Children are made subject to a Child Protection Plan when they are deemed to be at risk of significant harm. Central to the implementation of a Child Protection Plan is the Child Protection Conference (CPC), a meeting of between 8-25 people, including social workers, teachers, health visitors, police officers, parents and young people (where they are deemed mature enough).
For this study we conducted research in two local authorities in England. We interviewed 52 parents and 40 children who were subject to a child protection plan. An overwhelming majority of the parents in our study described the CPC experience in a negative way, using words and statements such as “tearful”, “not listened to”, “intimidated”, “stressed” and “angry”.
“I feel like whatever I say in a meeting is disregarded”
Most parents reported feelings of powerlessness and stated that they found conferences to be a very intimidating experience.
Young people reported having little understanding of the purpose of a CPC. Moreover, when they were included they did not feel like their views were being taken seriously through the process.
“I prepared myself and thought I would have a say.
Afterwards I stormed out crying and never went back.
The Chair asked me a question then shut me off”
“I felt my opinion did not matter.
I couldn’t speak at the conference”
Government guidance states that social workers should work closely with families to try and increase parents’ and children’s meaningful participation during the child protection process, both to encourage joint working and offer support to families. But the negative feelings children and parents have about CPCs have the opposite effect of discouraging their participation in their meetings and impacting negatively on the opportunities for social workers to build up positive working relationships with parents and children at a crucial time.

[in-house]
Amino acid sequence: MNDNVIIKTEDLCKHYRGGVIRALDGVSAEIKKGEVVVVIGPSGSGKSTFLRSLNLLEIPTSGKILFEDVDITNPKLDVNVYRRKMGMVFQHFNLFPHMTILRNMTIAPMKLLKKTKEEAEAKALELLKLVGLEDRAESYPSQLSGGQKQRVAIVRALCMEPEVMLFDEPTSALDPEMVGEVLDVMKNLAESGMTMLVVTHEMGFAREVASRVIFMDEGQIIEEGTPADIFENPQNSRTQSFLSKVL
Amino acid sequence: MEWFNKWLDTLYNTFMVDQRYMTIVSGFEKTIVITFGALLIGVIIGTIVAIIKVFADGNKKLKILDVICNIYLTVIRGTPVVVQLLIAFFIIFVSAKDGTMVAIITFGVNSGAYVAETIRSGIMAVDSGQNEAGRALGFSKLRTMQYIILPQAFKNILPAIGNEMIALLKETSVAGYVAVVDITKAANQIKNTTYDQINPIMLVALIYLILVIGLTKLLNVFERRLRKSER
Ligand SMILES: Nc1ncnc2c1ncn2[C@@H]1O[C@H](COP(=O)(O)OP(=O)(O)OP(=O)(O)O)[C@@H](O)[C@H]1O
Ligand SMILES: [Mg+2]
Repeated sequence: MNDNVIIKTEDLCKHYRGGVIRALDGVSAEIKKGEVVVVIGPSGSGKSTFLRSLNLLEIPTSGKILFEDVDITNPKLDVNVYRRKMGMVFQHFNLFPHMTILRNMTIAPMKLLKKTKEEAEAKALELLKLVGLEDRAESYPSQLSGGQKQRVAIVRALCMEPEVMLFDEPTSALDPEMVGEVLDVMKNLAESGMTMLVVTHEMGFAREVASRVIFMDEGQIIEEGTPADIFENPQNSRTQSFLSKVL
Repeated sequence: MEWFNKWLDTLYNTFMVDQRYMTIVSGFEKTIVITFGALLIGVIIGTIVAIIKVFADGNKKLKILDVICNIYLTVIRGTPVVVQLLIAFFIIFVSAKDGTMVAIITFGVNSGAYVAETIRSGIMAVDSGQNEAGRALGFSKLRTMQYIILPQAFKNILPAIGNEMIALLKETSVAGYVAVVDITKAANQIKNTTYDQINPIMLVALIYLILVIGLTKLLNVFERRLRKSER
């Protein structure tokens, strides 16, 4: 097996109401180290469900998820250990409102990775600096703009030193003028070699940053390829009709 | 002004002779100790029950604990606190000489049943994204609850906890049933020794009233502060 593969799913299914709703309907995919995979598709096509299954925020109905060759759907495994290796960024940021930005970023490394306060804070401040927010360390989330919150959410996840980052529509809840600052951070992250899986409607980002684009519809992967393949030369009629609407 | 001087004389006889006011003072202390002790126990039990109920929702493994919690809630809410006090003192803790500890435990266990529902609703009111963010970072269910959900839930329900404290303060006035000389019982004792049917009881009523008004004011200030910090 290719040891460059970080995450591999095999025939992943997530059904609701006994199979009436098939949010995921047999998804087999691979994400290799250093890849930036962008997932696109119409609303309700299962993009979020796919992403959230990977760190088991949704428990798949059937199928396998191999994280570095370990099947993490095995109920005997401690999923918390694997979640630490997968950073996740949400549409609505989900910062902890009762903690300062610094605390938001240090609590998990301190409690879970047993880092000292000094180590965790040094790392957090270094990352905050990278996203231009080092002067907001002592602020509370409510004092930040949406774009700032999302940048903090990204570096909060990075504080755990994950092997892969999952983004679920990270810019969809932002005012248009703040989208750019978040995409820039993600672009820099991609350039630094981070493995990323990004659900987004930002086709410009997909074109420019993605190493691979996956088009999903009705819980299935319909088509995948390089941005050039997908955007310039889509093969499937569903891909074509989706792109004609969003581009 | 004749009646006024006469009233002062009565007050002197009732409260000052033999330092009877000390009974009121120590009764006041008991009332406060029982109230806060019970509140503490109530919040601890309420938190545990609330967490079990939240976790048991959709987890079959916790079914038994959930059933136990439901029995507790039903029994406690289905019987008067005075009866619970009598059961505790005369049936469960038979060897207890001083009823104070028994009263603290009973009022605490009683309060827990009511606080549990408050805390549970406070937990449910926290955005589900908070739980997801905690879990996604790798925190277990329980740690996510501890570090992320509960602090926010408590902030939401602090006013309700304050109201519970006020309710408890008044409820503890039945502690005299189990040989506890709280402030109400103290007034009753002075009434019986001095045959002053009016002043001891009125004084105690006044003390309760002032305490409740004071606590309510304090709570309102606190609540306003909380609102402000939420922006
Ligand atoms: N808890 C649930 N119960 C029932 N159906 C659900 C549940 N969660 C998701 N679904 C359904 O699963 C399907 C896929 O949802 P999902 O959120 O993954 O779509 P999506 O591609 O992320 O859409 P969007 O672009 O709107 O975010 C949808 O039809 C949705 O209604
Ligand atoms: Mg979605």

My research found that a determining factor in the reporting of negative feelings around the CPC is that social workers are not adequately preparing families for the meeting. The majority of the parents reported that they only saw the social work report for the CPC either the day before the meeting or on the day of the meeting itself.
Parents wanted the social worker to share reports and assessments well in advance, and to take time in discussing the report and the process with them. Parents reported that often there
was inaccurate or out-of-date information in the social work reports. Receiving them just before the conference meant there was no time to properly challenge incorrect information or amend it. If parents did try to challenge social work reports some reported being told that they were not ‘engaging’ which made things worse for them.
Thirty-eight of the 40 young people interviewed had not seen a report related to the meeting. Only those who had attended a CPC recalled having seen a report or assessment.
If we are serious about supporting vulnerable children and families, and valuing and properly considering their meaningful participation in decision making about their lives, we must start by taking more care with the process – ensuring families and children understand the reasons for meetings, are adequately prepared for them, and realise their participation is both necessary and valued. By taking more care with the process, the quality of care itself can improve.
Diaz, C. (2020) Decision Making in Child and Family Social Work: Perspectives on Participation. Policy Press, Bristol.